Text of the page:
Amgen Presents Detailed Data Comparing Etelcalcetide With Cinacalcet In Patients With Secondary Hyperparathyroidism Receiving Hemodialysis
Phase 3 Results Presented at ASN Kidney Week 2015 Highlight Potential of Novel Intravenous Calcimimetic Treatment Option
07 Nov, 2015, 03:00 ET
THOUSAND OAKS, Calif., Nov. 7, 2015 /PRNewswire/ -- Amgen (NASDAQ:AMGN) today presented the findings from a head-to-head Phase 3 study comparing intravenous etelcalcetide (AMG 416) with oral cinacalcet for the treatment of secondary hyperparathyroidism (SHPT) in adult patients with chronic kidney disease (CKD) receiving hemodialysis. The findings were presented today at the American Society of Nephrology (ASN) Kidney Week in San Diego.
The study met the primary endpoint of non-inferiority of etelcalcetide compared to cinacalcet, measured as the proportion of patients achieving a greater than 30 percent reduction from baseline in mean pre-dialysis serum intact parathyroid hormone (PTH) levels during the Efficacy Assessment Phase (EAP), defined as the period between weeks 20 and 27.
Etelcalcetide is a novel calcimimetic agent that suppresses the secretion of parathyroid hormone and is in clinical development for the treatment of SHPT in patients with CKD on hemodialysis. Etelcalcetide is administered intravenously three times per week at the end of each dialysis session. It acts by binding to and activating the calcium-sensing receptor on the parathyroid gland, thereby causing decreases in PTH. Sustained elevations in PTH are known to be associated with significant clinical consequences for patients with CKD.
In addition, etelcalcetide was superior to cinacalcet in the secondary endpoints of the proportion of patients achieving greater than 30 percent (68.2 percent versus 57.7 percent, p=0.004) and greater than 50 percent (52.4 percent versus 40.2 percent, p=0.001) reduction in PTH from baseline during the EAP. These differences were statistically significant. There was no difference between the treatment arms in the mean number of days of vomiting or nausea per week in the first eight weeks, another secondary endpoint.
"Treating SHPT in patients with chronic kidney disease on hemodialysis is associated with a number of challenges, and a high unmet need remains when it comes to the management of this complex disease," said Sean E. Harper, M.D., executive vice president of Research and Development at Amgen. "We believe etelcalcetide has the potential to be an important new treatment option, and we look forward to working with regulatory authorities to bring this novel intravenous calcimimetic to market."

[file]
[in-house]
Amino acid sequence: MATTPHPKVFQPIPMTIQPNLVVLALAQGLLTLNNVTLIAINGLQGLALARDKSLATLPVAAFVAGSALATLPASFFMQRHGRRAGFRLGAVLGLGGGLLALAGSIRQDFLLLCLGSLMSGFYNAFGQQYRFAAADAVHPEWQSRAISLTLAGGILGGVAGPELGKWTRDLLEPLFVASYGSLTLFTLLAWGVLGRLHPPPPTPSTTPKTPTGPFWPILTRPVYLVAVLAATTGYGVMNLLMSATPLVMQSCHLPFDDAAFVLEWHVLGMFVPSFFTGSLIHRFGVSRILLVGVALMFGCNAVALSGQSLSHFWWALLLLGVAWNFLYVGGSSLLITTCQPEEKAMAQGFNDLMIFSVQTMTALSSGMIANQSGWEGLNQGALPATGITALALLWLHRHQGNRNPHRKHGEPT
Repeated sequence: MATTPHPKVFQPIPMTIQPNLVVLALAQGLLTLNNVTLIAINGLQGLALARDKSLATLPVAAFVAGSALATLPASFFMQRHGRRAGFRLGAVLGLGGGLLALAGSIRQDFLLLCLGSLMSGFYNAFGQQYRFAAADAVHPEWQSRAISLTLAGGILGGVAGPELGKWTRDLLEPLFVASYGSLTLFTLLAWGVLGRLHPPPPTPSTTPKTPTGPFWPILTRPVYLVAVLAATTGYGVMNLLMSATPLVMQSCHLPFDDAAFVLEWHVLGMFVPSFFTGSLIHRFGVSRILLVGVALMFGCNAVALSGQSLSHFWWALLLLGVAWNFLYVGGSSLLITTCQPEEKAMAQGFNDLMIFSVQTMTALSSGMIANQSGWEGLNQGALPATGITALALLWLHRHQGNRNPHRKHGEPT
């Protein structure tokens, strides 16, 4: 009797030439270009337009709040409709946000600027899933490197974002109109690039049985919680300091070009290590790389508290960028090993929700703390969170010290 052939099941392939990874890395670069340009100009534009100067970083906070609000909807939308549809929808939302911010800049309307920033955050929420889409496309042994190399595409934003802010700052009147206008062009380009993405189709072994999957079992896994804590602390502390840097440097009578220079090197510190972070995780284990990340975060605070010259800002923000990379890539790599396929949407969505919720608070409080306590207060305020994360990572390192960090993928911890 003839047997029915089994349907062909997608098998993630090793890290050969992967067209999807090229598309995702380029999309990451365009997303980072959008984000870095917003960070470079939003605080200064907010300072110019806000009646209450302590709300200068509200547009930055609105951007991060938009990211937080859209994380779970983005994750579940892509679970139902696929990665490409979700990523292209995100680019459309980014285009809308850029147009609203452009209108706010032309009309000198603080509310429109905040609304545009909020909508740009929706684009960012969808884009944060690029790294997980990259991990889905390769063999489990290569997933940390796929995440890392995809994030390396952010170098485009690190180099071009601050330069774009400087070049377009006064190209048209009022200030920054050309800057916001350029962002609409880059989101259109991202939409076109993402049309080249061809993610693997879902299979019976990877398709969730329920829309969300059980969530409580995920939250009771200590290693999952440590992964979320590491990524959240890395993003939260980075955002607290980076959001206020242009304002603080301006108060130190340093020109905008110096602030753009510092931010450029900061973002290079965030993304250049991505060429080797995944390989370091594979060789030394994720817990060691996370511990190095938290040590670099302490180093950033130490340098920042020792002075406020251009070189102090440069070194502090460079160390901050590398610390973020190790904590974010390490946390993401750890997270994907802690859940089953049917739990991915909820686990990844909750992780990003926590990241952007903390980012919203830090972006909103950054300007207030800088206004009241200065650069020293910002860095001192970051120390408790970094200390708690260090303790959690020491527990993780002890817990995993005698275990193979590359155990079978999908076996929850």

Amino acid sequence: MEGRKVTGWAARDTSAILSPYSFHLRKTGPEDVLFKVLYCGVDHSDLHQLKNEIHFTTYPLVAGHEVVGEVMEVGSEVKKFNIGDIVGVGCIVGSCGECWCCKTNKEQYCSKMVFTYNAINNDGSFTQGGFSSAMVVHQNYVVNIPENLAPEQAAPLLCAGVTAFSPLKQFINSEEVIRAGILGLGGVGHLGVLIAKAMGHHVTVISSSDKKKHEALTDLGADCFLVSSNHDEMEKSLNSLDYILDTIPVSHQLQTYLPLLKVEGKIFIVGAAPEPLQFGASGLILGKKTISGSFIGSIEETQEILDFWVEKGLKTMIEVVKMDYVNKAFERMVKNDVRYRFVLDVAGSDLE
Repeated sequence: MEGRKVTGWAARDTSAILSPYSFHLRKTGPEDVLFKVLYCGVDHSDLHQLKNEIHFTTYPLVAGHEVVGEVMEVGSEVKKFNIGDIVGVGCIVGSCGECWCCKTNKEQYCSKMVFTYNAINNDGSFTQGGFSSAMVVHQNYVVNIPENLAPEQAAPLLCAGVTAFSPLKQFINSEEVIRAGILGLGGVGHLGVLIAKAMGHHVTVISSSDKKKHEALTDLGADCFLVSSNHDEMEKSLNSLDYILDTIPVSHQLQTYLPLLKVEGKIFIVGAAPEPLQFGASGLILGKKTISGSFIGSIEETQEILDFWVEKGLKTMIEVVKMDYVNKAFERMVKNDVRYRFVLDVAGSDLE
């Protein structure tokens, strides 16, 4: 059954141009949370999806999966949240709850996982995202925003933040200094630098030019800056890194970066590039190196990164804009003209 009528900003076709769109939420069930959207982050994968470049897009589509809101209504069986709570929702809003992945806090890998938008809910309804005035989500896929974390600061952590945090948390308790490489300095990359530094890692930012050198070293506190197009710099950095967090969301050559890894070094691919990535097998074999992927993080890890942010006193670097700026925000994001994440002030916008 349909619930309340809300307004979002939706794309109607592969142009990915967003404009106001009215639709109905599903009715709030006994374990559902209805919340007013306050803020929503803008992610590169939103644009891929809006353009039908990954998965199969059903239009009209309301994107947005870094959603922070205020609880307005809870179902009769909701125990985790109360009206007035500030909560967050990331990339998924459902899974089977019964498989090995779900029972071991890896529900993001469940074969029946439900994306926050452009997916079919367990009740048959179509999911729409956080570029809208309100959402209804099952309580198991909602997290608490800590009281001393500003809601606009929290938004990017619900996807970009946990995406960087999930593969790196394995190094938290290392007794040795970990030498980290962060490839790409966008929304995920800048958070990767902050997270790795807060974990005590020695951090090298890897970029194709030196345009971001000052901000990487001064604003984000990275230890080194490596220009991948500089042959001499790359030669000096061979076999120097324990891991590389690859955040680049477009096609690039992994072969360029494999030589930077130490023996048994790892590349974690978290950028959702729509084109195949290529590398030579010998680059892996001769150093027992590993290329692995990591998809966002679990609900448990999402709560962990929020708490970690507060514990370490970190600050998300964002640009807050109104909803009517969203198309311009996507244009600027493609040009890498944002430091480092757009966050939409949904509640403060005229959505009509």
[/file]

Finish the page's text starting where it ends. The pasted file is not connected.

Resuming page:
In the study presented at ASN, treatment-emergent adverse events (TEAEs) were reported in 92.9 and 90.0 percent of patients who received etelcalcetide and cinacalcet, respectively. TEAEs that were reported in greater than 10 percent of patients in either arm included (etelcalcetide versus cinacalcet, respectively): blood calcium decreased (68.9 and 59.8 percent), nausea (18.3 and 22.6 percent), vomiting (13.3 and 13.8 percent) and diarrhea (6.2 and 10.3 percent). TEAEs of hypocalcemia (symptomatic) were reported in 5.0 percent of patients who received etelcalcetide versus 2.3 percent in the cinacalcet group. Treatment-emergent events related to cardiac failure were reported in 3.0 percent of patients who received etelcalcetide versus 0.6 percent in the cinacalcet group. Serious adverse events were reported in 25.1 and 27.3 percent of patients who received etelcalcetide and cinacalcet, respectively. Fatal adverse events were reported in 2.7 percent for the etelcalcetide arm and 1.8 percent for the cinacalcet arm.
Amgen submitted data from the three Phase 3 studies of etelcalcetide as part of a New Drug Application (NDA) with the U.S. Food and Drug Administration (FDA) for the treatment of SHPT in patients with CKD on hemodialysis, which was accepted on Nov. 6, 2015. The FDA has set a Prescription Drug User Fee Act (PDUFA) target action date of Aug. 24, 2016. In addition, Amgen also submitted a Marketing Authorization Application (MAA) to the European Medicines Agency (EMA) via the centralized procedure for etelcalcetide for the treatment of secondary hyperparathyroidism (SHPT) in adult patients with chronic kidney disease (CKD) on hemodialysis therapy. If approved, etelcalcetide will be the first calcimimetic agent that can be administered intravenously.
This was a randomized, active-controlled, double-blind, double-dummy study over 26 weeks that compared the efficacy and safety of etelcalcetide with cinacalcet for the treatment of SHPT in 683 patients with CKD receiving hemodialysis.
Patients randomized to treatment with etelcalcetide received intravenous (IV) doses of etelcalcetide three times per week at the end of each dialysis session and daily oral doses of placebo tablets. Subjects randomized to treatment with cinacalcet received daily oral doses of cinacalcet tablets and IV doses of placebo three times per week at the end of each dialysis session. Patients also received standard of care, which could include calcium supplements, vitamin D sterols and phosphate binders, if prescribed by the individual physician.